Her outstanding kindness allows the rest of us to continue with our routine and we love her for it! Gold stars for her!0Jan 7, '08 by Weeping WillowI'm not sure I could be silent about a lazy, selfish charge nurse and not explode. If my Manager wouldn't deal with it, I think I'd have to mention it next time the DON makes rounds.
I always treat others with courtesy, I help whenever needed, I try very hard never to ask for help. I try to just do my work and learned long ago not to tell my personal news at work if I don't want it spread all over the building.1Feb 3, '08 by psychnurse1998Great article...I have been tempted to make up a bumpter sticker saying...if you cant be compassionate with your co workers how can you be compassionate with patients? I help others when I am ahead and they are behind, hoping my acts are as contagious as the flu virus.
I come a few minutes early to be ahead of the game, only to find the nurse that is to give me report, playing on the computer. And this nurse expects me to complete doctors orders from that nurses shift. go figuire. I agree with your suggestions..6Feb 3, '08 by interleukinYour article misses a fundamental point; it explicitly implies that a nurse should do whatever she can to maintain the status quo--however regressive and/or unhealthy--and affirms the historical fact that nurses should just be quiet little helpers.
“It will not do any good to address this issue with your floor manage…and to complain about her will only make you look like a troublemaker”
Being afraid to be labeled a “troublemaker” is exactly how an unprofessional management team wants its workers to feel. If an issue is legitimate, and you do nothing about it for fear of being labeled, you are letting down yourself and all the other nurses. In effect, you are actively promoting and perpetuating just the environment that brought you to the subject in the first place.
Your charge nurse, and those above her/him, know when your issues are real. And they will not confront you if they are. They are not stupid. So, you can document ‘til the cows some home but by simply apprising them of issues makes them responsible. If things go wrong, the-- not you--will have to answer to the CEO. And they don’t want to have to do that. If only document and “play nice” I guarantee you will eventual hear, “Well, we didn’t know, why didn’t you tell us?” And you will be the one on the hot seat.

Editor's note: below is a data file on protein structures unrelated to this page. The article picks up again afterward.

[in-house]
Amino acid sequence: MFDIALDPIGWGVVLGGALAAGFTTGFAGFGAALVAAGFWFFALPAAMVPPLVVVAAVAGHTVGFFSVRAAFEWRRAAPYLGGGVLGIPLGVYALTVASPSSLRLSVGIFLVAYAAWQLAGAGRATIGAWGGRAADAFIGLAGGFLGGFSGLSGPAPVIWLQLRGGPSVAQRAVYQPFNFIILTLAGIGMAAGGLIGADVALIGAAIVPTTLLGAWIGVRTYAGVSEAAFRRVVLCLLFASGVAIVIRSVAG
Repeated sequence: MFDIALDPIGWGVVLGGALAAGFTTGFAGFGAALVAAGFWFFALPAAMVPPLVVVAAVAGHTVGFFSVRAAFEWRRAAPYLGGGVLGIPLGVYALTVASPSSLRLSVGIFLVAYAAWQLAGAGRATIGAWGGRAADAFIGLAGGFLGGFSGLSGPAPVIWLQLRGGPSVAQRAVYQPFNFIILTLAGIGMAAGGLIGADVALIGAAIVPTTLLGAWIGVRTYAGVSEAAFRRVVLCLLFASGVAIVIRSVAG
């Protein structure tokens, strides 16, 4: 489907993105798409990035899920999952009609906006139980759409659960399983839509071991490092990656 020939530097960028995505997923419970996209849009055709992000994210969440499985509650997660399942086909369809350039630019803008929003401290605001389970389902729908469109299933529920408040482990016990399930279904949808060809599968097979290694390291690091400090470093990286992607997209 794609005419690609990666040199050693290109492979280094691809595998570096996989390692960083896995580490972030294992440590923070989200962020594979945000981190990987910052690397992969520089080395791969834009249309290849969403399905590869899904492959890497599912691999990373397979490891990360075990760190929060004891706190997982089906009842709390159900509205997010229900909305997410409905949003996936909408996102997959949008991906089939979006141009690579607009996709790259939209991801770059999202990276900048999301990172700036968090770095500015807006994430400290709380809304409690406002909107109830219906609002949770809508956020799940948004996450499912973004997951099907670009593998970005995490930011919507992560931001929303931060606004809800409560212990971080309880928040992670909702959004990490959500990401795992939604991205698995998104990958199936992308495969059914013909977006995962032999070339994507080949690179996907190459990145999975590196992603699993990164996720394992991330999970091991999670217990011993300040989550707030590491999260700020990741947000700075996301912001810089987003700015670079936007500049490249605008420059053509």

If you have gone up the ladder of responsibility and no one is willing to listen, then you should reconsider where you are working.
“Another annoying coworker is the nurse who talks constantly”
Sure, we know them. Rather than enabling their behavior simply say with a smile, ”I’ll talk to you later, I’ve got to finfish.” Then bury you head in what you’re doing.
No beating around the bush, just clear, concise and truthful. Works every time.
“Lastly, we have all worked with "The Complainer". Every unit has one”
Hey, you’ve probably already labeled me as the complainer because I’m not agreeing with what, historically, has been submissive nursing behavior for so long.
Again, this is worst of worst type of advice and it puts pressure on people to “just be good little sheep.”
They may sound a bit rough but think about it.
Nursing is where it is today in large part because nurses never found their voice to say, for example, ”Stop…you’re asking us to do more and more every year with the same amount of time and the same expectations of perfect practice. “
Nurses, stop being afraid to speak up. No, not ad nauseum about the color of the curtains
or the size of the cups in the breakroom. But voice concerns over real issues. Just make sure you know what you are talking about and that you have some sort of remedy.
Perhaps you should have said, don’t complain for sake of complaining Sure no one likes that, but those nurses are transparent and easily marginalized. By simply saying, with a smile, “Ok, then what’s your solution?” then, “Now go tell the director and let me know what she said.” Then move on to another subject.
Again, I guarantee she/he will back off and get the message.
Stop enabling bad behavior and stop worrying about your popularity in a place where your patients and their families are your sole employer. Do right by them and be professional to others and you will--in a decently run place-- be bulletproof.